Abidjan Convention Parties Agree to Take Action on Oil Spills and Marine Protected Areas

20 April 2011: Delegates at the ninth meeting of Contracting Parties (COP 9) to the Convention for Co-operation in the Protection and Development of the Marine and Coastal Environment of the West and Central African Region (Abidjan Convention), which convened from 28 March-1 April 2011, in Accra, Ghana, agreed to create an Oil Spill Contingency Plan and establish a regional centre for cooperation in case of oil spills and other emergencies, as well as to develop a Marine Protected Areas Protocol.

The Abidjan Convention is a regional convention, administered by the UN Environment Programme (UNEP), that addresses pollution, overfishing, dumping at sea, exploration of the sea bed, and other activities that can affect the health of marine and coastal ecosystems in Africa. According to UNEP, the agreement on oil spills was driven by increased off-shore oil exploration in Africa, and the need to prevent incidents similar to that experienced in the Gulf of Mexico. The Oil Spill Contingency Plan aims to complement existing national plans and to allow countries to promptly report to each other about oil spills or other pollution incidents occurring in their area of responsibility or that of another Party.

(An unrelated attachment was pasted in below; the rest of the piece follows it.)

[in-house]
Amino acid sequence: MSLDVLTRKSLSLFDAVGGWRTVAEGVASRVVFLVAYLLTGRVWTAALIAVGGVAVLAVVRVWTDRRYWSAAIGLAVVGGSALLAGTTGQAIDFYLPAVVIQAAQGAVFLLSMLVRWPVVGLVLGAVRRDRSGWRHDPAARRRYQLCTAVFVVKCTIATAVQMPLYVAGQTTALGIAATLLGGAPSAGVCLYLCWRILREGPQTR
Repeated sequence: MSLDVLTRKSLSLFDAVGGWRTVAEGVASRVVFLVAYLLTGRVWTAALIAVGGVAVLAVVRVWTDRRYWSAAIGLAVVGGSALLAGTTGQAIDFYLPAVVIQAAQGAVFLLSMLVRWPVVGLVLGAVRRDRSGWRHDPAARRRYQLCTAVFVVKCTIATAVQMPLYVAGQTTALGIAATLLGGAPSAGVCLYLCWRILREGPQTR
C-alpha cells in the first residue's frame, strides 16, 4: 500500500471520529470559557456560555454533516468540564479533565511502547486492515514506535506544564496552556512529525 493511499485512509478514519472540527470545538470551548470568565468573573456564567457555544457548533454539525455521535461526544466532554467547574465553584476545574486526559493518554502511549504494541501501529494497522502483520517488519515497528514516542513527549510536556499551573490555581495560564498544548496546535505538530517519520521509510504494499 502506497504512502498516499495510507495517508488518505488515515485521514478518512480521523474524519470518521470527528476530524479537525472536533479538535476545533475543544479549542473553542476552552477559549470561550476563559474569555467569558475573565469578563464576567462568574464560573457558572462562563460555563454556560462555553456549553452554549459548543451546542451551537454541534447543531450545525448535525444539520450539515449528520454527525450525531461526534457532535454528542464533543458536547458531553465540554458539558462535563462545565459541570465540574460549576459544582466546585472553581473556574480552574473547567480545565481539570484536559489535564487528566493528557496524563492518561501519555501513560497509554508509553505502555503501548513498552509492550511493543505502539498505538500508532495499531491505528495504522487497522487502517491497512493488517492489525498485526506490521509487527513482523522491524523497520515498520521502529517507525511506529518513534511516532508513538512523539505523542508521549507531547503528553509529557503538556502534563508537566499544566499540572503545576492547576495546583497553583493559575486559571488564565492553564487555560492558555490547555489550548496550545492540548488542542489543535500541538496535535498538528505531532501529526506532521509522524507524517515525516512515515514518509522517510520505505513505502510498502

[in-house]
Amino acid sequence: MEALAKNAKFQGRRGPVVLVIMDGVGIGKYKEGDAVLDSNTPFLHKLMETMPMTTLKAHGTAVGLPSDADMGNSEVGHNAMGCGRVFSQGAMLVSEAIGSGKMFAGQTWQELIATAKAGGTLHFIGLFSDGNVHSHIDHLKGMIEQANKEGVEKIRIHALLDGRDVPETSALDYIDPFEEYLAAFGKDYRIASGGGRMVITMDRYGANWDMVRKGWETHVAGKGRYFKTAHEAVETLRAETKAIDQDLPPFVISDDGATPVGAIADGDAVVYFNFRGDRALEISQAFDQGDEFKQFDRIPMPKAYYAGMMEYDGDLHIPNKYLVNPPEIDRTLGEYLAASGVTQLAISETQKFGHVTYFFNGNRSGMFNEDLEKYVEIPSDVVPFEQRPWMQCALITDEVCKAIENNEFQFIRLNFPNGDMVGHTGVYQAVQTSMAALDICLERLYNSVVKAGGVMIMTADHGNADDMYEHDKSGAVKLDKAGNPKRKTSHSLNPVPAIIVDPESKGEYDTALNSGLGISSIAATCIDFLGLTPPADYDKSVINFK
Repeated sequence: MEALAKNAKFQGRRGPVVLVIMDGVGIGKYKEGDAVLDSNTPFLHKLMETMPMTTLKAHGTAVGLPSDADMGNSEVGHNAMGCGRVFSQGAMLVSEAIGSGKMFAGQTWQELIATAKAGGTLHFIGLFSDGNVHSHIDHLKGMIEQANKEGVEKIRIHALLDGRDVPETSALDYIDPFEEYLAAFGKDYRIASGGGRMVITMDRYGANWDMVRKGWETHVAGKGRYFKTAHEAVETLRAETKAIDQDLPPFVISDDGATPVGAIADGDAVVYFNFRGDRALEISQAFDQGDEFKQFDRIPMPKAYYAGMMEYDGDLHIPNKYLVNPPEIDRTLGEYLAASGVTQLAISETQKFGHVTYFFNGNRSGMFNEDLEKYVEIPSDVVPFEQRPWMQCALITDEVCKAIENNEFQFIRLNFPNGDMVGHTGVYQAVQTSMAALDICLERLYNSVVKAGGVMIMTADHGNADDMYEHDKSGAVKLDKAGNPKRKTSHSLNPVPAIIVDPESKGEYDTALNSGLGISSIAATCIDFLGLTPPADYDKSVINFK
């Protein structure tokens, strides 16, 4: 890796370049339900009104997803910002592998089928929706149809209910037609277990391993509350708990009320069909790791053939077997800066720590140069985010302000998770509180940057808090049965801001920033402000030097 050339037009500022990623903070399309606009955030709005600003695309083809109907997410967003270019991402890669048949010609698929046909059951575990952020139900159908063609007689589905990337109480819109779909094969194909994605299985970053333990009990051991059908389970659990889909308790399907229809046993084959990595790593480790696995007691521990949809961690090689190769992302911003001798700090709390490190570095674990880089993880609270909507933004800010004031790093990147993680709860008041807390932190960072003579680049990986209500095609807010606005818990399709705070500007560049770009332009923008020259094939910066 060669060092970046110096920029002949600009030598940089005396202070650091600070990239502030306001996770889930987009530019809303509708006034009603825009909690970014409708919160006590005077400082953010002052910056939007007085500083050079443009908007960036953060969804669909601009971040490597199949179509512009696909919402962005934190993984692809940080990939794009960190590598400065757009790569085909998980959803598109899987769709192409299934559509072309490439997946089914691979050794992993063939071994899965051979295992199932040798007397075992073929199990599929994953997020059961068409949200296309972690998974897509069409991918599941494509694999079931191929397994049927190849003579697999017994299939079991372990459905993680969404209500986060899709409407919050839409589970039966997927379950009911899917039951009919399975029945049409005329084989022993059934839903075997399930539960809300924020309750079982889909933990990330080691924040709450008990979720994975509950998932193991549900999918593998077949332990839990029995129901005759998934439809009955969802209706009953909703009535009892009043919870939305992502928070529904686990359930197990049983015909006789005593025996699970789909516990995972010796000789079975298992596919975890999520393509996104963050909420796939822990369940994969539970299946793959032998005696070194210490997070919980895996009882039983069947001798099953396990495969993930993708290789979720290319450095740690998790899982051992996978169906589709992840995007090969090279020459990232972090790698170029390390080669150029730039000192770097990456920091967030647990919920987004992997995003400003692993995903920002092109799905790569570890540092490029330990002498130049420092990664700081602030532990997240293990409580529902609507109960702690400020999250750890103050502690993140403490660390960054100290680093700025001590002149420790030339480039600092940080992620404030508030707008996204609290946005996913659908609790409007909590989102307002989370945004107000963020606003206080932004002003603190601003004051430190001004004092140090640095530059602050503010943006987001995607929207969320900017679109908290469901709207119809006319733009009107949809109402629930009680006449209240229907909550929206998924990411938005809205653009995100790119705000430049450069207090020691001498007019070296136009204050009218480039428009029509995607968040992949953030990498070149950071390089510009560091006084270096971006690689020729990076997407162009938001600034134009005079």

Parties also agreed to work more closely on coastal erosion and marine protected areas, including through the development of a Marine Protected Areas Protocol to assist in implementing Articles 10 and 11 of the Convention. Articles 10 and 11 require Parties to take all appropriate measures to prevent, reduce, combat and control coastal erosion and to endeavour to establish marine parks and reserves to protect fragile ecosystems. [UNEP Press Release] [COP 9 Meeting Website]